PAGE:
Video of a Workshop I Just Did in Santa Cruz on Abolishing War:

Video of a Workshop I Just Did in Santa Cruz on Abolishing War:

Workshop first half:

Workshop second half:

Speech the night before:

Speech and Q&A second half:

Speech text

We Need a New Armistice Day

Speech and Q&A in another video:

Speech later that day in Berkeley text:

Making the World Great for the First Time

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How Many Households Qualify as Middle Class?

What does it take to be middle class nowadays? Defining the middle class is a parlor game, with most of the punditry referring to income brackets as the defining factor.

People tend to self-report that they belong to the middle class based on income, but income is not the key metric: 12 other factors are more telling measures of middle class membership than income.

In Why the Middle Class Is Doomed (April 17, 2012) I listed five minimum threshold characteristics of membership in the middle class:

1. Meaningful healthcare insurance (i.e. not phantom insurance with $5,000 deductibles, etc.) and life insurance.

2. Significant equity (25%-50%) in a home or equivalent real estate

3. Income/expenses that enable the household to save at least 6% of its income

4. Significant retirement funds: 401Ks, IRAs, etc.

5. The ability to service all debt and expenses over the medium-term if one of the primary household wage-earners lose their job

I then added a taken-for-granted sixth:

6. Reliable vehicles for each wage-earner

Author Chris Sullins suggested adding these additional thresholds:

7. If a household requires government assistance to maintain the family lifestyle, their Middle Class status is in doubt.

8. A percentage of non-paper, non-family home hard assets such as family heirlooms, precious metals, tools, etc. that can be transferred to the next generation, i.e. generational wealth.

9. Ability to invest in offspring (education, extracurricular clubs/training, etc.).

10. Leisure time devoted to the maintenance of physical/spiritual/mental fitness.

Correspondent Mark G. recently suggested two more:

11. Continual accumulation of human and social capital (new skills, networks of collaborators, markets for one’s services, etc.)

And the money shot:

12. Family ownership of income-producing assets such as rental properties, bonds, etc.

The key point of these thresholds is that propping up a precarious illusion of consumption and status signifiers does not qualify as middle class. To qualify as middle class (that is, what was considered middle class a generation or two ago), the household must actually own/control wealth that won’t vanish if the investment bubble du jour pops, and won’t be wiped out by a medical emergency.

In Chris’s phrase, “They should be focusing resources on the next generation and passing on Generational Wealth” as opposed to “keeping up appearances” via aspirational consumption financed with debt.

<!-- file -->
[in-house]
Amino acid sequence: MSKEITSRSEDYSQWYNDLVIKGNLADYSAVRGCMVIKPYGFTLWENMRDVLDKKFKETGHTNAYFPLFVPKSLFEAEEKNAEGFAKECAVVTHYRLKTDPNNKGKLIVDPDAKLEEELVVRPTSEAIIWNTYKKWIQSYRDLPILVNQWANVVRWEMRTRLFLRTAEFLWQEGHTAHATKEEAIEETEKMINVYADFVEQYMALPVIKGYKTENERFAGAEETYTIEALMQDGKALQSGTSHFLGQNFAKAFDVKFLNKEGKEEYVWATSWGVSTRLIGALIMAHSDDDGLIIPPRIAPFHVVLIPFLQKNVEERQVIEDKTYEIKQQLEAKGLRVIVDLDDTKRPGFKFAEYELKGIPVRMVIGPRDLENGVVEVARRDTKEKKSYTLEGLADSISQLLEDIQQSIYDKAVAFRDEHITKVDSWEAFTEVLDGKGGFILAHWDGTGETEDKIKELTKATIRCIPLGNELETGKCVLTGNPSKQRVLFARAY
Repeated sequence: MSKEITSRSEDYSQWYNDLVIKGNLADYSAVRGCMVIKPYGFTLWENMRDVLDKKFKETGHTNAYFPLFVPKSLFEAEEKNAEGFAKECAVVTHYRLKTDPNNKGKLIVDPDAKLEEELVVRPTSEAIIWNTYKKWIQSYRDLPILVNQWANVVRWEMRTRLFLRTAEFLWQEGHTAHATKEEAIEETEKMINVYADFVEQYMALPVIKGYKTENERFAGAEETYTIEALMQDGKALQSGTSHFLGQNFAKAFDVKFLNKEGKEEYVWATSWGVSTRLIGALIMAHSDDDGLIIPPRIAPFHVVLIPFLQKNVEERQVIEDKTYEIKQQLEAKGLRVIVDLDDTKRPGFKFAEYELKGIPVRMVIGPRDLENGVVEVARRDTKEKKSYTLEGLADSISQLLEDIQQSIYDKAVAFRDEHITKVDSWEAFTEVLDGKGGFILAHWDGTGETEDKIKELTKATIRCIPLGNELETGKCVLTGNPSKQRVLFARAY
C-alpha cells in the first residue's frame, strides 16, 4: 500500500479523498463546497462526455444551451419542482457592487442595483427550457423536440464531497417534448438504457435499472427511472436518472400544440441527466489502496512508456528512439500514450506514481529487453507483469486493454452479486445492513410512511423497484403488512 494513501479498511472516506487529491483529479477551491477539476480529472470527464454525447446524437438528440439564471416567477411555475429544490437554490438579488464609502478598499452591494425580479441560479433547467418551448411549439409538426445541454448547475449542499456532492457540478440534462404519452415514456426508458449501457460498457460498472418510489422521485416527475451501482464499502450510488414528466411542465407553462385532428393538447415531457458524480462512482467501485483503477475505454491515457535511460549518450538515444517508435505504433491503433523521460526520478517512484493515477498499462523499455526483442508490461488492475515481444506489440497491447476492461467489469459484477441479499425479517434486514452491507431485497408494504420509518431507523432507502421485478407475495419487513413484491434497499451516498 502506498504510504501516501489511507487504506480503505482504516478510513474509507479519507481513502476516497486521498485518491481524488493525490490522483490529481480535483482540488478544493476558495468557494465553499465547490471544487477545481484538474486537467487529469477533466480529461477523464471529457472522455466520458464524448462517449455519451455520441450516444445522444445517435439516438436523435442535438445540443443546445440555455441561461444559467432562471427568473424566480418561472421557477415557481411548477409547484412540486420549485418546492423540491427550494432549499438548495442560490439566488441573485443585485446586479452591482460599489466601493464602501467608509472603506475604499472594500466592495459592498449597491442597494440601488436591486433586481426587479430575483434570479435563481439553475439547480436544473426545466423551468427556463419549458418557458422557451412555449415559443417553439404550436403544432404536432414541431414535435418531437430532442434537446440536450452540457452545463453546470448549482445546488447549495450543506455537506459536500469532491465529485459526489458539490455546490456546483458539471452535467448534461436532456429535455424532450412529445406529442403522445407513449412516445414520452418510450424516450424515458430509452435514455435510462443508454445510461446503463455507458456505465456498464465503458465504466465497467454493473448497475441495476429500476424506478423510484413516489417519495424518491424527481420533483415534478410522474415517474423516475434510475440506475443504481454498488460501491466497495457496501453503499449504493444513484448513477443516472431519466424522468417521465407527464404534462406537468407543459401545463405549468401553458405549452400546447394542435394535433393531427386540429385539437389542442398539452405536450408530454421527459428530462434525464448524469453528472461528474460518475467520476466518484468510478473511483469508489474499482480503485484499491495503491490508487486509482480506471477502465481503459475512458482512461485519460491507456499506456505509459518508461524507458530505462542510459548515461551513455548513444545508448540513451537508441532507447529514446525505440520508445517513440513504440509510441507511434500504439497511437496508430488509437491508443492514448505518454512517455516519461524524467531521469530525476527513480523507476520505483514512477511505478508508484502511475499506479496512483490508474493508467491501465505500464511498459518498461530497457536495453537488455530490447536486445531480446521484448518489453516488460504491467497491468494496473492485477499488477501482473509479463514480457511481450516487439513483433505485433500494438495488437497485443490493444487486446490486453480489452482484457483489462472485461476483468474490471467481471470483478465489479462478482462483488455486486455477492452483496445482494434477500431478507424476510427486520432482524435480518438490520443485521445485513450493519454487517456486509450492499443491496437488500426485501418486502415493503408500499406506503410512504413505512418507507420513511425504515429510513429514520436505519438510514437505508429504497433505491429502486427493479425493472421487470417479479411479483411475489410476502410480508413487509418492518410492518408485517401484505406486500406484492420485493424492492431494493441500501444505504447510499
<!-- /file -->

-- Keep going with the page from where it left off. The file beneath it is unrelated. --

What does it take in the real world to qualify as middle class?

Here are my calculations based on our own expenses and those of our friends in urban America. We can quibble about details endlessly, so these are mid-range estimates. These reflect urban costs; rural towns/cities will naturally have significantly lower cost structures. Please make adjustments as suits your area or experience, but please recall that tens of millions of people live in high-cost left and right-coast cities, and millions more have high heating/cooling/commuting costs.

The wages of those employed by Corporate America or the government do not reflect the total cost of benefits such as healthcare insurance. Self-employed people like myself pay the full costs of benefits, so we have to realize there is no ideal average of household expenses. Some households pay very little of their actual healthcare expenses, other pay for part of these costs and still others pay most or all of their healthcare insurance and co-pays.

1. Healthcare. Let’s budget $15,000 annually for healthcare insurance. Yes, if you’re 23 years old and single, you will pay less, so this is an average. If you’re older (I’m 64), $15,000 a year only buys you and your spouse stripped down coverage: no eyewear, medication or dental coverage–and that’s if your existing plan is grandfathered in. (If you want non-phantom ObamaCare coverage, the cost zooms up to $2,000/month or $24,000 annually.)

Add in co-pays and out-of-pocket expenses, and the realistic annual total is between $15,000 and $20,000 annually: Your family’s health care costs: $19,393 (this was before ACA).

Let’s say $15,000 annually is about as low as you can reasonably expect to maintain middle class healthcare.

2. Home equity. Building home equity requires paying meaningful principal. Let’s say a household has a 15-year mortgage so the principal payments are actually meaningfully adding to equity, unlike a 30-year mortgage. Let’s say $5-$10,000 of $25,000 in annual mortgage payments is interest (deductible) and $15-$20,000 goes to principal reduction.

3. Savings. Anything less than $5,000 in annual savings is not very meaningful if college costs, co-pays for medical emergencies, etc. are being anticipated, and $10,000 is a more realistic number given the need to stockpile cash in the event of job loss or reduced hours/pay. So let’s go with a minimum of $5,000 in cash savings annually.

4. Retirement. Let’s assume $6,000 per wage earner per year, or $12,000 per household. That won’t buy much of a retirement unless you start at age 25, and even then the return at current rates is so abysmal the nestegg won’t grow faster than inflation unless you take horrendous risks (and win).